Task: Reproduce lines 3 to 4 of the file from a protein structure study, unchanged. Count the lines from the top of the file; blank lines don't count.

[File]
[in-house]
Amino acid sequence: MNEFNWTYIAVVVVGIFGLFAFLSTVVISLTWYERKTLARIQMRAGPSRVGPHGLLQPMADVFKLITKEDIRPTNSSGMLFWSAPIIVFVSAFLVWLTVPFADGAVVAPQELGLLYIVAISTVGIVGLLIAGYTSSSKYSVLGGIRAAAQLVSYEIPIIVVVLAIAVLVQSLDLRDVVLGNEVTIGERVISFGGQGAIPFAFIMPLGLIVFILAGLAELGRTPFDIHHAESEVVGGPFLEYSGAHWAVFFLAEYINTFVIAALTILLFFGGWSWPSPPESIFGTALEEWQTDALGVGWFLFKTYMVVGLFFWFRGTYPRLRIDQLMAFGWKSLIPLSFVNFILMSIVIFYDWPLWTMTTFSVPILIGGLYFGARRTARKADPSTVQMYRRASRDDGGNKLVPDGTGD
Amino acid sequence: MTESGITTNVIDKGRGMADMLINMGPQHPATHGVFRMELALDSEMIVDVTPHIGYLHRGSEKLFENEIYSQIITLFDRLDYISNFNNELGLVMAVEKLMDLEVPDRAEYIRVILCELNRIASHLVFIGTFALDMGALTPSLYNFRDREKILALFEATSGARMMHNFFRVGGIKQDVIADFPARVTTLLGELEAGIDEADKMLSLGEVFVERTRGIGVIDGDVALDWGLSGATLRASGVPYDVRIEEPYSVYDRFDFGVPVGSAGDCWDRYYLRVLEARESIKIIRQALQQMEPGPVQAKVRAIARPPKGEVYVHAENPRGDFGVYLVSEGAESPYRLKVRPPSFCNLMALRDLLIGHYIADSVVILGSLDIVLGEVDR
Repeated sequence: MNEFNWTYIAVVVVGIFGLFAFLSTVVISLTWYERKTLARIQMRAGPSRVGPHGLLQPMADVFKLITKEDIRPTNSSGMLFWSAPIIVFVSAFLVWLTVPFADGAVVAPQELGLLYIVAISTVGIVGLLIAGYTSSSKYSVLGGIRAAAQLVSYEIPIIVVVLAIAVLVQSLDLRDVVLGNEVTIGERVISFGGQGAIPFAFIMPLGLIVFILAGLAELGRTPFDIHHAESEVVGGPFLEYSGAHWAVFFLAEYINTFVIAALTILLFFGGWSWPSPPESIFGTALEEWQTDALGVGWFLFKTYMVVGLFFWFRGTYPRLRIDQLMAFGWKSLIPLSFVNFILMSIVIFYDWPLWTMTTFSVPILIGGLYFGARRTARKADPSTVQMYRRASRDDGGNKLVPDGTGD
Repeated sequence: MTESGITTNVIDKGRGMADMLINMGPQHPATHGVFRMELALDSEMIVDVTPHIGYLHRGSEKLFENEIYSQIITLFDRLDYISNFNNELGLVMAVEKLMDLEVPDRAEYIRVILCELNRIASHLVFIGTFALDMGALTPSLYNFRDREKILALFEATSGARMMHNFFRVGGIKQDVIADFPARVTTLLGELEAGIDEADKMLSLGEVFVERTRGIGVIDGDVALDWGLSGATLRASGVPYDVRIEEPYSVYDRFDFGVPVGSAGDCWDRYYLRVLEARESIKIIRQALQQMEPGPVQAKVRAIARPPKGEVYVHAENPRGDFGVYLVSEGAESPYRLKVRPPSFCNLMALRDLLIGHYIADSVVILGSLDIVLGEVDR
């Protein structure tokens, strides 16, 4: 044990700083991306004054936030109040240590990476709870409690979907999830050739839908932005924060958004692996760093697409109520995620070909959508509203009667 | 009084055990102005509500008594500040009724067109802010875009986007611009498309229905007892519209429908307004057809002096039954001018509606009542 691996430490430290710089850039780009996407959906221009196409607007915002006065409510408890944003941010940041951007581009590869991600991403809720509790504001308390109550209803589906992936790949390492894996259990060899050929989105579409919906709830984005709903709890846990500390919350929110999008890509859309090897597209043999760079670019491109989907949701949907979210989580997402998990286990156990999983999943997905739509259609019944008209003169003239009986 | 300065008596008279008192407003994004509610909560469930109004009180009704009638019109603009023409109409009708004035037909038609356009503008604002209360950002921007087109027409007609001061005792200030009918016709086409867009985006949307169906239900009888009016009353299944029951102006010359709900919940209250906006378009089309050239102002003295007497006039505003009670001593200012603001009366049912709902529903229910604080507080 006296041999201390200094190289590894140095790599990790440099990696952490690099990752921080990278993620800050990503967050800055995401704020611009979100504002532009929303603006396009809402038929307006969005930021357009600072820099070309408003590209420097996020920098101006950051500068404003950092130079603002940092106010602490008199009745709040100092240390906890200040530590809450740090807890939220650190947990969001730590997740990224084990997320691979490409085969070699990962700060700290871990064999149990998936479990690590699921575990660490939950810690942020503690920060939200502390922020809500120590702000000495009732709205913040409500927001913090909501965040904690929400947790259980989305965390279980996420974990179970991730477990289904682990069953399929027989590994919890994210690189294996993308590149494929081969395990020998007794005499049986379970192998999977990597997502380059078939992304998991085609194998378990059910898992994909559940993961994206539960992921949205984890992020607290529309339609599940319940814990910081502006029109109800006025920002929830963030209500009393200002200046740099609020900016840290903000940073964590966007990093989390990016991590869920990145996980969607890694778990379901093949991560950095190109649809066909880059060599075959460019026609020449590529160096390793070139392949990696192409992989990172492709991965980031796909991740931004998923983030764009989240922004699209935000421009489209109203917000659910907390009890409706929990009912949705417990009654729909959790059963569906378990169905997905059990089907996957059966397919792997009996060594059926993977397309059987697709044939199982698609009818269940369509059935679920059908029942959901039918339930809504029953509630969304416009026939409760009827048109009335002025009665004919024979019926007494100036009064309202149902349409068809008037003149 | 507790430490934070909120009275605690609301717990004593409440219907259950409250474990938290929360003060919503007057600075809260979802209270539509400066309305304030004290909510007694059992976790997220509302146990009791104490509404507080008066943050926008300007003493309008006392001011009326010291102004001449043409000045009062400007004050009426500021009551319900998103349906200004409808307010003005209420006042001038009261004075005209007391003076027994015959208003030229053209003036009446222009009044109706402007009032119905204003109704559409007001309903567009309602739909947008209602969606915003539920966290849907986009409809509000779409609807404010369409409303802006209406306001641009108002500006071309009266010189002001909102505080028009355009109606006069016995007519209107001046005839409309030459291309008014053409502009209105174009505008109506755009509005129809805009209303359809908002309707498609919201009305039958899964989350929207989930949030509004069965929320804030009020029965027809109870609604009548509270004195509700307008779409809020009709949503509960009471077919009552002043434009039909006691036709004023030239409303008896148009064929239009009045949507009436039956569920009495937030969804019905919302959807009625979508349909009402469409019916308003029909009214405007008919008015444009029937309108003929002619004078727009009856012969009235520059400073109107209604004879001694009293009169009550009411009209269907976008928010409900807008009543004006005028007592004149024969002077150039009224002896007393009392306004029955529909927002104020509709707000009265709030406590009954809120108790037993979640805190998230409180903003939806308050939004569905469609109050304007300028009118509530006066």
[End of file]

Amino acid sequence: MTESGITTNVIDKGRGMADMLINMGPQHPATHGVFRMELALDSEMIVDVTPHIGYLHRGSEKLFENEIYSQIITLFDRLDYISNFNNELGLVMAVEKLMDLEVPDRAEYIRVILCELNRIASHLVFIGTFALDMGALTPSLYNFRDREKILALFEATSGARMMHNFFRVGGIKQDVIADFPARVTTLLGELEAGIDEADKMLSLGEVFVERTRGIGVIDGDVALDWGLSGATLRASGVPYDVRIEEPYSVYDRFDFGVPVGSAGDCWDRYYLRVLEARESIKIIRQALQQMEPGPVQAKVRAIARPPKGEVYVHAENPRGDFGVYLVSEGAESPYRLKVRPPSFCNLMALRDLLIGHYIADSVVILGSLDIVLGEVDR
Repeated sequence: MNEFNWTYIAVVVVGIFGLFAFLSTVVISLTWYERKTLARIQMRAGPSRVGPHGLLQPMADVFKLITKEDIRPTNSSGMLFWSAPIIVFVSAFLVWLTVPFADGAVVAPQELGLLYIVAISTVGIVGLLIAGYTSSSKYSVLGGIRAAAQLVSYEIPIIVVVLAIAVLVQSLDLRDVVLGNEVTIGERVISFGGQGAIPFAFIMPLGLIVFILAGLAELGRTPFDIHHAESEVVGGPFLEYSGAHWAVFFLAEYINTFVIAALTILLFFGGWSWPSPPESIFGTALEEWQTDALGVGWFLFKTYMVVGLFFWFRGTYPRLRIDQLMAFGWKSLIPLSFVNFILMSIVIFYDWPLWTMTTFSVPILIGGLYFGARRTARKADPSTVQMYRRASRDDGGNKLVPDGTGD